Shrines of American Microculture: Halls of Fame and Nostalgia Tourism
Holmgren, Charles Francis , Department of English, University of Virginia
Howard, Alan, Department of English, University of Virginia
The Hall of Fame and Museum hopes to induct robots from the deeply scientific, such as Dante II (the walking robot that explored the inside of a volcano) and NASA's Sojourner (which explored Mars in 1997), to the fictive, like Star Wars' R2D2 and Johnny 5 from Short Circuit. With a distinguished panel of judges, including legendary futurist and author of 2001: A Space Odyssey, Arthur C. Clarke, the Robot Hall of Fame hopes to be make Pittsburgh, already considered the 'Detroit of robotics,' its Cooperstown as well (Spice, globetechnology.com).
The rise of this new hall of fame begs a simple question: when did we feel the need to single out and honor the achievements of robots, not to mention the hundreds of other entities, to the extent of building them a hall of fame? We're all familiar with Cooperstown's National Baseball Hall of Fame and perhaps the Basketball Hall of Fame and Football Hall of Fame in Springfield, Massachusetts and Canton, Ohio, respectively, but there are many more out there. Firefighting, swimming, astronauts, burlesque dancing, Texas aviation and badminton are but a few of the areas and occupations that have built a hall of fame to honor the greats of their field, and more of these shrines to greatness are built every year.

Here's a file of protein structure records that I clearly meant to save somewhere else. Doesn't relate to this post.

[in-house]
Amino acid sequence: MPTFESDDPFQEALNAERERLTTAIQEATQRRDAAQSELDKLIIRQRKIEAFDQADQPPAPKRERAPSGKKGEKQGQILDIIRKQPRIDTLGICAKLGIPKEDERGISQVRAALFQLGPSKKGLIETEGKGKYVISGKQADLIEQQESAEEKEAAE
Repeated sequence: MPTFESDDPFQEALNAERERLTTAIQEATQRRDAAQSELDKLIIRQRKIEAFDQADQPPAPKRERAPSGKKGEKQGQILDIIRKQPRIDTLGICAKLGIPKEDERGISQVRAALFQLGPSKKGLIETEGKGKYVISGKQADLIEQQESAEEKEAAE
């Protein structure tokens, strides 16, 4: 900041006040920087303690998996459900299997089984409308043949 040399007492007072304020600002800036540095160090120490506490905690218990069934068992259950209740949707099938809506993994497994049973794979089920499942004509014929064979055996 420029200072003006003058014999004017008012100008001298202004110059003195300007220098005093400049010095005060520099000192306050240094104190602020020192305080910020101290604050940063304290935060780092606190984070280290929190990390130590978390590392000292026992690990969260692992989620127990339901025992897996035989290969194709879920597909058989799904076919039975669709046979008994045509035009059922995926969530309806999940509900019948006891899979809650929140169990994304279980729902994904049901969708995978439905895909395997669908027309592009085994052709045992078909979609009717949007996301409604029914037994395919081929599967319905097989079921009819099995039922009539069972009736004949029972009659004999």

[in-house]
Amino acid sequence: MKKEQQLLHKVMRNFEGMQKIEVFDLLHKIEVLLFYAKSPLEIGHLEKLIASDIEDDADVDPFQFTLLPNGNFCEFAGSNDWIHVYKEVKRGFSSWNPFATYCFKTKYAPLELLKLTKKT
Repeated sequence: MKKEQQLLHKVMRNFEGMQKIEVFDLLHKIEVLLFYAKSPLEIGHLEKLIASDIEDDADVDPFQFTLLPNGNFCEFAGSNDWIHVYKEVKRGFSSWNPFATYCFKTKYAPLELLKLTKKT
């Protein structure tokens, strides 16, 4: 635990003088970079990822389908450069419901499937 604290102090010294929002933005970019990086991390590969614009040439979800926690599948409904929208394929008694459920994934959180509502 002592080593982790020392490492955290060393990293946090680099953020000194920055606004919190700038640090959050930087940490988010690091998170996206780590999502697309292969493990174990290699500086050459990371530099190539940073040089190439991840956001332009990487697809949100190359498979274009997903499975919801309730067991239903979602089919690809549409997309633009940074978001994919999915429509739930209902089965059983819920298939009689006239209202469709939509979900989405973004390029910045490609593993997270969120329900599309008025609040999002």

These various communities of leisure and work each embody an individual "microculture;" a loose grouping of people collected around a distinctive association or organization. People belong to microcultures of leisure or work willingly, whether it's the occupation they've chosen or the sport in which they wanted to participate. The collected experience of all those involved develops these niche cultures into communities of shared values and common identity. As a distinct community, people take pride in the success of their fellow participants. Recognition of achievement both consolidates pride and builds a more cohesive community. As more microcultures emerged towards the end of the twentieth century, these multifarious groups found they needed to honor their heroes or those that have remarkable success. As we shall see, an American tradition developed that welcomed the creation of halls of fame in honoring achievement within a microculture.
The explosion of halls of fame in the latter half of the twentieth century was a reaction to the pluralistic society that emerged from the post-WWII homogenization of American culture. These halls of fame provide their visitors an idealized collective memory personified by the nostalgic greatness of the heroes they honor. In creating a distinct past, these institutions develop greater pride in their microculture and enhance its public notoriety in order to assure themselves of a successful and viable future.
MA (Master of Arts)
Originally published on the XRoads site for the UVA American Studies program. Years range from 1995-2005. Content is captured at the level of functionality available on the date of capture.
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